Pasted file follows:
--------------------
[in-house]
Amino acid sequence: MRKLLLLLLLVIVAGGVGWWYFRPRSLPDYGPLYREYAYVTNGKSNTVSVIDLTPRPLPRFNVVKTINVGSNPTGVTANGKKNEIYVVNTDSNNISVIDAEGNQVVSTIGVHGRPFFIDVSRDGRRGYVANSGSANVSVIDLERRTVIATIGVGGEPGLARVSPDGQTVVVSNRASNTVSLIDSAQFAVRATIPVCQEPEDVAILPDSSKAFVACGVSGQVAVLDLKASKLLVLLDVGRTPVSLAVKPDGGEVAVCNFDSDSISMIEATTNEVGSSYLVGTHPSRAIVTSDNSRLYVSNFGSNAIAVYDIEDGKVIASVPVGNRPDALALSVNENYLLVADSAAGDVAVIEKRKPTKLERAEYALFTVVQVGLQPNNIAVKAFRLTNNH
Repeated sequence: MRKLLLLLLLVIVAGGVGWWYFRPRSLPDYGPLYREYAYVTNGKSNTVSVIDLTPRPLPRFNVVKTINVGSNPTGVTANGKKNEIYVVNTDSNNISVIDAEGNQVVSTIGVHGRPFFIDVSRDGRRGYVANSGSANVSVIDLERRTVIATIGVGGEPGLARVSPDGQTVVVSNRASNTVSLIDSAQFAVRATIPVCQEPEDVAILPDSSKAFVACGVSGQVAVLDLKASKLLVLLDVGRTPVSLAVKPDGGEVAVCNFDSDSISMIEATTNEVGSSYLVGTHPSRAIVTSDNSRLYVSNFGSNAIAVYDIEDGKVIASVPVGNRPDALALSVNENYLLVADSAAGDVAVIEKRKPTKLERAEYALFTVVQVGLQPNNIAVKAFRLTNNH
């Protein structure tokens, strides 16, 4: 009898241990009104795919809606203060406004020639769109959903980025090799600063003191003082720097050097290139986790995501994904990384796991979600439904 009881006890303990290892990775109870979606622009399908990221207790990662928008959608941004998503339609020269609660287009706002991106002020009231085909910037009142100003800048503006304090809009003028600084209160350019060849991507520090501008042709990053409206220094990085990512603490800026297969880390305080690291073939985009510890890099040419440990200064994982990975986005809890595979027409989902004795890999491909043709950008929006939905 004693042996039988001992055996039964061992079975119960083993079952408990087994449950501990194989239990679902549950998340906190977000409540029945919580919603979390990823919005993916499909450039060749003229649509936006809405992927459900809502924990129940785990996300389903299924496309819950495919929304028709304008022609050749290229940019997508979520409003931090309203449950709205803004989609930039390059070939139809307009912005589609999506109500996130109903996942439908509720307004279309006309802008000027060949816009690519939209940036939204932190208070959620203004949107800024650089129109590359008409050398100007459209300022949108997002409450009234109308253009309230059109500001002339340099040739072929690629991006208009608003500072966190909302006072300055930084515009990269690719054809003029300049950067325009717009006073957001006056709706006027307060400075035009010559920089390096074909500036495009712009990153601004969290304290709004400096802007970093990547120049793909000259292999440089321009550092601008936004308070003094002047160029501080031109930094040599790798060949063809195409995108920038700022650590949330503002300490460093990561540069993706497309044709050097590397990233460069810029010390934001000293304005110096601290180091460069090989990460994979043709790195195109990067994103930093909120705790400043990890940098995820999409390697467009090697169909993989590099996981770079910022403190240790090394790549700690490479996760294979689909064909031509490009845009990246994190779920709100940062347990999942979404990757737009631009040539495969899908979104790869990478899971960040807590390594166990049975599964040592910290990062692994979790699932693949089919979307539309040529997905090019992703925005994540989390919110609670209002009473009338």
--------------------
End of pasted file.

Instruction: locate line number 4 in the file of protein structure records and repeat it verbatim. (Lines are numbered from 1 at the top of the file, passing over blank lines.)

């Protein structure tokens, strides 16, 4: 009898241990009104795919809606203060406004020639769109959903980025090799600063003191003082720097050097290139986790995501994904990384796991979600439904 009881006890303990290892990775109870979606622009399908990221207790990662928008959608941004998503339609020269609660287009706002991106002020009231085909910037009142100003800048503006304090809009003028600084209160350019060849991507520090501008042709990053409206220094990085990512603490800026297969880390305080690291073939985009510890890099040419440990200064994982990975986005809890595979027409989902004795890999491909043709950008929006939905 004693042996039988001992055996039964061992079975119960083993079952408990087994449950501990194989239990679902549950998340906190977000409540029945919580919603979390990823919005993916499909450039060749003229649509936006809405992927459900809502924990129940785990996300389903299924496309819950495919929304028709304008022609050749290229940019997508979520409003931090309203449950709205803004989609930039390059070939139809307009912005589609999506109500996130109903996942439908509720307004279309006309802008000027060949816009690519939209940036939204932190208070959620203004949107800024650089129109590359008409050398100007459209300022949108997002409450009234109308253009309230059109500001002339340099040739072929690629991006208009608003500072966190909302006072300055930084515009990269690719054809003029300049950067325009717009006073957001006056709706006027307060400075035009010559920089390096074909500036495009712009990153601004969290304290709004400096802007970093990547120049793909000259292999440089321009550092601008936004308070003094002047160029501080031109930094040599790798060949063809195409995108920038700022650590949330503002300490460093990561540069993706497309044709050097590397990233460069810029010390934001000293304005110096601290180091460069090989990460994979043709790195195109990067994103930093909120705790400043990890940098995820999409390697467009090697169909993989590099996981770079910022403190240790090394790549700690490479996760294979689909064909031509490009845009990246994190779920709100940062347990999942979404990757737009631009040539495969899908979104790869990478899971960040807590390594166990049975599964040592910290990062692994979790699932693949089919979307539309040529997905090019992703925005994540989390919110609670209002009473009338």